HomeSocio Legal ColumnImpacts And Impoverishment Of MGNREGA

Impacts And Impoverishment Of MGNREGA


Indian poverty, an enduring crisis, has concerned the nation for centuries. After various colonial invasions during different epochs, the overwhelming level of poverty has inflicted trauma upon the people, resulting in intense agitation against despotism. When India gained independence as a sovereign nation, a staggering 70% of its total population lived below the poverty line, longing for liberation. Subsequently, there has been a decrease in the poverty percentage, but the magnitude of poverty has steadily grown alongside demographic expansion. Unemployment, uncontrolled demographic growth, sluggish economic progress, unequal distribution of resources and income, as well as the under utilization of resources, have been identified as significant causes of poverty.

MGNREGA was born

As a significant step towards eradicating poverty, the Indian government implemented Mahatma Gandhi National Rural Employment Guarantee (MGNREGA) in 2005. This program aimed to address the root causes of poverty and provide opportunities for the disadvantaged, including those lacking education, land, skills, and social support. Many of them relied on seasonal agricultural labour during cultivation and remained unemployed for the rest of the year or had to work as migrant labourers. Women, in particular, were often burdened with household chores imposed by the dominant class. MGNREGA brought about a transformative change by ensuring 100 days of employment and timely payment within 15 days during a fiscal year. While the global crisis of 2008 adversely affected many countries with negative growth, unemployment, and widening economic disparities, India experienced progress and a reduction in such disparities. MGNREGA played a crucial role in poverty alleviation and contributed to stabilizing the Indian economy. According to the United Nations Development Programme (UNDP) and Oxford Poverty and Human Development Initiative (OPHI), between 2005 and 2015,[1] around 27 crore Indian households were lifted out of poverty.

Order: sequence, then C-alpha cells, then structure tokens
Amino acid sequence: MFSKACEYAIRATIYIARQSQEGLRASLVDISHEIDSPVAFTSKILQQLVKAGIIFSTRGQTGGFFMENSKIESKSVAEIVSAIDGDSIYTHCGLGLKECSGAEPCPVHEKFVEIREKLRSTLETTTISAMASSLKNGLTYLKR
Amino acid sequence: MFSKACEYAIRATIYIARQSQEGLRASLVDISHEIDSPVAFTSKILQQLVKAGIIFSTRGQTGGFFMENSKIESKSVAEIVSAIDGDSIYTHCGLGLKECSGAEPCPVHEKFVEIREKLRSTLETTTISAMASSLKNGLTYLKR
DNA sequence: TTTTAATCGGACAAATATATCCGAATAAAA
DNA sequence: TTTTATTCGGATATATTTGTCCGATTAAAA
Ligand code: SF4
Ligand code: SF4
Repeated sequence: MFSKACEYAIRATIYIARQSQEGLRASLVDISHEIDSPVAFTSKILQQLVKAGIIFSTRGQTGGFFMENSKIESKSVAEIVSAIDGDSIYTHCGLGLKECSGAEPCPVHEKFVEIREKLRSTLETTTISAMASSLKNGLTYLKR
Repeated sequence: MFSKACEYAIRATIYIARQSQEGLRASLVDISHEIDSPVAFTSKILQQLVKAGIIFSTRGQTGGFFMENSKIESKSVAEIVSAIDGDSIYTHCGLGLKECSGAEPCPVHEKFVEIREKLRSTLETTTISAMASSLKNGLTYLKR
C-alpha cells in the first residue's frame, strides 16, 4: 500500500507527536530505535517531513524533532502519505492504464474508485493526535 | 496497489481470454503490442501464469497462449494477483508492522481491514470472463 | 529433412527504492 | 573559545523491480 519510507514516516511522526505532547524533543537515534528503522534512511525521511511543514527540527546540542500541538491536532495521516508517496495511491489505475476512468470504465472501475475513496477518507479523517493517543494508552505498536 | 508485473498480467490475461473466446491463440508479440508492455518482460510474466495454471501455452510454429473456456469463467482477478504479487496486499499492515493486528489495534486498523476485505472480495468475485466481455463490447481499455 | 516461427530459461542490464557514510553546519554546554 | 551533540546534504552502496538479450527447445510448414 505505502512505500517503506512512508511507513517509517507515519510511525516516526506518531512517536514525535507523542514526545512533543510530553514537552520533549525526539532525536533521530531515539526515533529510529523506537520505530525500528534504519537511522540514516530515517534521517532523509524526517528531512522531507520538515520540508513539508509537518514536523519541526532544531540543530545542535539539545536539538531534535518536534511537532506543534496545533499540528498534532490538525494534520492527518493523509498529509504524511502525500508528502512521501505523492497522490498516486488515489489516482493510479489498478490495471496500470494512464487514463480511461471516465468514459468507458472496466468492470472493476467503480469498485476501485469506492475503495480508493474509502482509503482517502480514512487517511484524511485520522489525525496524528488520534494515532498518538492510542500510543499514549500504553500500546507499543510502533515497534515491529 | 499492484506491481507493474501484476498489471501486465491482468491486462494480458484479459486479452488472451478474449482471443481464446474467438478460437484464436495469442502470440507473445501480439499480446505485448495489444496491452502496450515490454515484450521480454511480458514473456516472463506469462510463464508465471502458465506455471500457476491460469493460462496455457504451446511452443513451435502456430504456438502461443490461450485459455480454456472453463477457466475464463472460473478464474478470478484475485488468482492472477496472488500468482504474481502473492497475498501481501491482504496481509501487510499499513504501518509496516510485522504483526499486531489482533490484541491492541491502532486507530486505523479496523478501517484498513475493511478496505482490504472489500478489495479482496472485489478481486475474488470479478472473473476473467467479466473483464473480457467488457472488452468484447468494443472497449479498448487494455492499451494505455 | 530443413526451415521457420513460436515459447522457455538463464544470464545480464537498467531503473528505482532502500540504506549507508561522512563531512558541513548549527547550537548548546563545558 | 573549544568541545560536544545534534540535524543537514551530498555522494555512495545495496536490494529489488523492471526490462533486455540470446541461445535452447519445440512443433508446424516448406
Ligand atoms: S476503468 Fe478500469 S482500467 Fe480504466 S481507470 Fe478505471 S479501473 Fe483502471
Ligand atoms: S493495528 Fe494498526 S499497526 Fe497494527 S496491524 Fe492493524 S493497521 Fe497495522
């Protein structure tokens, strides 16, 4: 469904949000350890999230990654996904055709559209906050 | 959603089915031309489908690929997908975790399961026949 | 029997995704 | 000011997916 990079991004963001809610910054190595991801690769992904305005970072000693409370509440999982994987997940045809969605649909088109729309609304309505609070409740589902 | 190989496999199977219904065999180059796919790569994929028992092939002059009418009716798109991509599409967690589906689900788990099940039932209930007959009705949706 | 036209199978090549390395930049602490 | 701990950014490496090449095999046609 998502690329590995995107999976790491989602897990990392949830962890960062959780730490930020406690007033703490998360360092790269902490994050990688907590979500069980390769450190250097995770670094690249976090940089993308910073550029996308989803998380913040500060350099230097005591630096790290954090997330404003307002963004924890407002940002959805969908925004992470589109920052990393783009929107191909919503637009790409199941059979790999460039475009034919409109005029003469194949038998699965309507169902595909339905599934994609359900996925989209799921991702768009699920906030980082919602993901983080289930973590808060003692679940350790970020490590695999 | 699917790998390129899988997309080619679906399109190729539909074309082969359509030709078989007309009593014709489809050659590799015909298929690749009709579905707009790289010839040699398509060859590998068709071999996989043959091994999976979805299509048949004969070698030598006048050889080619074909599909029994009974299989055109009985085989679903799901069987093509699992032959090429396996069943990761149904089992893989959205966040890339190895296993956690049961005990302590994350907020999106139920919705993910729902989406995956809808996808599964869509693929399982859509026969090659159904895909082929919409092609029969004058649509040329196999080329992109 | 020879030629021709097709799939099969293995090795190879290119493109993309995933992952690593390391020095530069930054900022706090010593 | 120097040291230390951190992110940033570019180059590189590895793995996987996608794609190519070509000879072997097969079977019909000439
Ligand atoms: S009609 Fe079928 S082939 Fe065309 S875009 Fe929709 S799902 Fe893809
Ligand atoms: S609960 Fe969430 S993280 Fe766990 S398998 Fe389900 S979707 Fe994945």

MGNREGA: Transforming Economic Stability in India

MGNREGA, known to be an antidote to poverty, has even wider socio-economic prospects. The scheme impetuses considerable social change, espousing social harmony and inclusive participation. With the objective of empowerment, MGNREGA guarantees one-third of its jobs to women. Overwhelmingly in practice, more than half of the participants are women. In FY 22-23, 57.40% of person-days to total are women, while in FY 21-22 it was 54.82%, and in FY 20-21 it was 53.19%.[2] Women getting exposed to employment opportunities has a significant impact on social participation, optimizing their role in decision making, enhancing education, and extending the marital age. This obviously multiplies household savings and results in better microfinance management. Complementing the idea of participatory democracy, MGNREGA increased Dalit and tribal participation. In FY 22-23, 37.19% of person-days to total were from scheduled communities, while in FY 21-22 it was 37.5%, and in FY 20-21 it was 38%. Eventually, ensuring self-reliance, there was a great deal of rural infrastructure development, creating various natural resources such as ponds, dug wells, horticulture plantations, and vermicomposting pits. This mutually enhances biodiversity and sustainable development. Until 2019, more than 3.61 crores have been geo-tagged under MGNREGA, and 7.32 crores assets have been created under NREGA.[3]

Battling Dual fronts – COVID-19 and Escalating Poverty in India